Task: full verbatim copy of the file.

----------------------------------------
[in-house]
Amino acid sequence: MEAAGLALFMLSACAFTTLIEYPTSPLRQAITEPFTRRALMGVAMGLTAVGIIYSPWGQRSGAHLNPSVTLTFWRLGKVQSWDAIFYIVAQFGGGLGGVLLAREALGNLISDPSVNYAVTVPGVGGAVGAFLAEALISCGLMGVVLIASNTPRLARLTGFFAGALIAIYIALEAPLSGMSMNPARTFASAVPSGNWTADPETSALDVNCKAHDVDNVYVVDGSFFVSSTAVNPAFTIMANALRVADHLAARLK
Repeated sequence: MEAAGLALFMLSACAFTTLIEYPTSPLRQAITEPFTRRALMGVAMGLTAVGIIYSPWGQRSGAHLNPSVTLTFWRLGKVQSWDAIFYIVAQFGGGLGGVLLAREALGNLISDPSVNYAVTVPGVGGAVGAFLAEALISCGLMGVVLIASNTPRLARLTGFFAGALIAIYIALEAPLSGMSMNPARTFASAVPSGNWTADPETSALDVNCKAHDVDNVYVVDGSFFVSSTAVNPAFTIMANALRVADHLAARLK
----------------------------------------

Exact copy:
[in-house]
Amino acid sequence: MEAAGLALFMLSACAFTTLIEYPTSPLRQAITEPFTRRALMGVAMGLTAVGIIYSPWGQRSGAHLNPSVTLTFWRLGKVQSWDAIFYIVAQFGGGLGGVLLAREALGNLISDPSVNYAVTVPGVGGAVGAFLAEALISCGLMGVVLIASNTPRLARLTGFFAGALIAIYIALEAPLSGMSMNPARTFASAVPSGNWTADPETSALDVNCKAHDVDNVYVVDGSFFVSSTAVNPAFTIMANALRVADHLAARLK
Repeated sequence: MEAAGLALFMLSACAFTTLIEYPTSPLRQAITEPFTRRALMGVAMGLTAVGIIYSPWGQRSGAHLNPSVTLTFWRLGKVQSWDAIFYIVAQFGGGLGGVLLAREALGNLISDPSVNYAVTVPGVGGAVGAFLAEALISCGLMGVVLIASNTPRLARLTGFFAGALIAIYIALEAPLSGMSMNPARTFASAVPSGNWTADPETSALDVNCKAHDVDNVYVVDGSFFVSSTAVNPAFTIMANALRVADHLAARLK